(SGD) MISAEL DOMINGO C. BATTUNG III
 
Division Clerk of Court

Endnotes:


* Designated as Additional Member of the Third Division per Special Order No. 2728.

1Rollo, pp. 35-36.

2Id. at 2-34; penned by Associate Justice Carmelita Salandanan Manahan and concurred in by Associate Justices Mario V. Lopez (now a Member of this Court) and Elihu A. Ybañez of the Special Sixth (6th) Division, Court of Appeals, Manila.

3 CA rollo, pp. 129-156; penned by then Judge Henri Jean-Paul B. Inting (now a Member of the Court).

4 Otherwise known as "The Dangerous Drugs Act of 1972," as amended by RA 7659 otherwise known as "An Act to Impose the Death Penalty on Certain Heinous Crimes, Amending for that Purpose the Revised Penal Laws, as amended, other Special Penal Laws, and for Other Purposes."

5 Records, Volume I, pp. 1-2.

6Id. at Vol. I, p. 159.

7 Records, Vol. I, p. 24.

8Rollo, p. 11.

9Id. at 8.

10Id. at 8-9.

11 Records, Exhibits for the Prosecution, p. 8.

12Rollo, p. 9.

13 Records, Exhibits for the Prosecution, p. 7.

14 Records, Vol. I, p. 28.

15 The Records interchangeably referred to accused-appellant as "Lung Wai Tang," "Lung Wai Tai," "Lung Way Tang," or a combination thereof.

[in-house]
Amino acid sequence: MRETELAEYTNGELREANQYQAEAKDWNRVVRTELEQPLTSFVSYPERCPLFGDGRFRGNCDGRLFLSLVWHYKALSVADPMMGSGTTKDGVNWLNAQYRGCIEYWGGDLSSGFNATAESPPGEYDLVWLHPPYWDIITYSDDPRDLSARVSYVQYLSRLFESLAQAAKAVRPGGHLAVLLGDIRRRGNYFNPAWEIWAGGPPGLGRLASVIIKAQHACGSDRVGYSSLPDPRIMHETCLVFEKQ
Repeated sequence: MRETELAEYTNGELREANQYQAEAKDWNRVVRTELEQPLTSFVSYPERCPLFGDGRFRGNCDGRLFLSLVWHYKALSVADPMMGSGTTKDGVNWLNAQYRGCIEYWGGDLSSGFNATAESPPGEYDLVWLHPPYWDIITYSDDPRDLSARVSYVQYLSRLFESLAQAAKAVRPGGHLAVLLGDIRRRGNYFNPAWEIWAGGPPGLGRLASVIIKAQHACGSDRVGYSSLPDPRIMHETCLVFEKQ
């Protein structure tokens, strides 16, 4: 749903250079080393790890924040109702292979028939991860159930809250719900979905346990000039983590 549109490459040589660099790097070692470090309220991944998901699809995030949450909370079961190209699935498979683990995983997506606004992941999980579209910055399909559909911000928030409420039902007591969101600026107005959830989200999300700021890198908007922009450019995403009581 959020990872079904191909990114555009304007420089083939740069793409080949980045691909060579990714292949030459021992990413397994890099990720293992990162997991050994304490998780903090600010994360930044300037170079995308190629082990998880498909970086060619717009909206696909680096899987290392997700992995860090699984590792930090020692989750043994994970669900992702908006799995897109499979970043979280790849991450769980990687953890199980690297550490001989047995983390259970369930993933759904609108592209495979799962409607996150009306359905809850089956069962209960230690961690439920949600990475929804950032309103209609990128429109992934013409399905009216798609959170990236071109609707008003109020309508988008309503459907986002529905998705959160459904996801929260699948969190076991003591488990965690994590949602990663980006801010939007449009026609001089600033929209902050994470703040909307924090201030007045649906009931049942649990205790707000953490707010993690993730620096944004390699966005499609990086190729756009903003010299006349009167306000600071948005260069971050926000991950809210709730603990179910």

16Rollo, p. 10.

17Id. at 16.

18Id. at 17.

19Id.

20 CA rollo, p. 156.

21Rollo, pp. 33-34.

22Id. at 35.

23 CA rollo, pp. 77-78.

24Rollo, p. 50.

25Asia's meth trade is worth an estimated $61 B as region becomes a 'playground' for drug gangs, written by Berlinger, Joshua, 18 July 2019 <https://edition.cnn.com/2019/07/18/asia/asia-methamphetamine­intl-hnk/index.html> (visited 11 November 2019).

26 Transnational Organized Crime in Southeast Asia: Evolution, Growth and Impact, United Nations Office on Drugs and Crime (UNODOC) (2019), <https://www.unodc.org/documents/southeastasiaandpacific/Publications/2019/SEA_TOCTA_2019_web.pdf> (visited 11 November 2019).

27Id.

28 Records, Vol. I, p. 25.

29Id. at 22.

30 TSN , 27 May 2002, pp. 5-6.

31People v. Serrano, G.R. No. 179038, 06 May 2010, 620 SCRA 315, 344, citing People v. Pringas, G.R. No. 175928, 31 August 2007, 531 SCRA 828, 846.

32Rollo, pp. 26-27. See also Records, Volume III, pp. 1616-1617.

33Id. at 27.

34People v. Bala, G.R. No. 203048, 13 August 2014, 733 SCRA 50, 65.

35People v. Chi Chan Liu, G.R. No. 189272, 21 January 2015, 746 SCRA 476, 498.

36 Records, Exhibits for the Prosecution, p. 21.

37Rollo, p. 72.

38Supra at note 35.

39People v. Bayang, G.R. No. 234038, 13 March 2019.

40 G.R. No. 226679, 15 August 2017, 837 SCRA 160, 171.

41Id.

42 A.M. No. 18-03-16-SC.

43People v. Noah, G.R. No. 228880, 06 March 2019.

44 Otherwise known as "An Act Instituting the Comprehensive Dangerous Drugs Act of 2002, Repealing Republic Act No. 6425, Otherwise Known as the Dangerous Drugs Act of 1972, as Amended, Providing Funds Therefor, and Other Purposes."

45 G.R. No. 184952, 11 October 2010, 632 SCRA 551, 573.

46Rollo, p. 31.

47 G.R. No. 207992, 11 August 2014, 732 SCRA 554, 557.

48Id.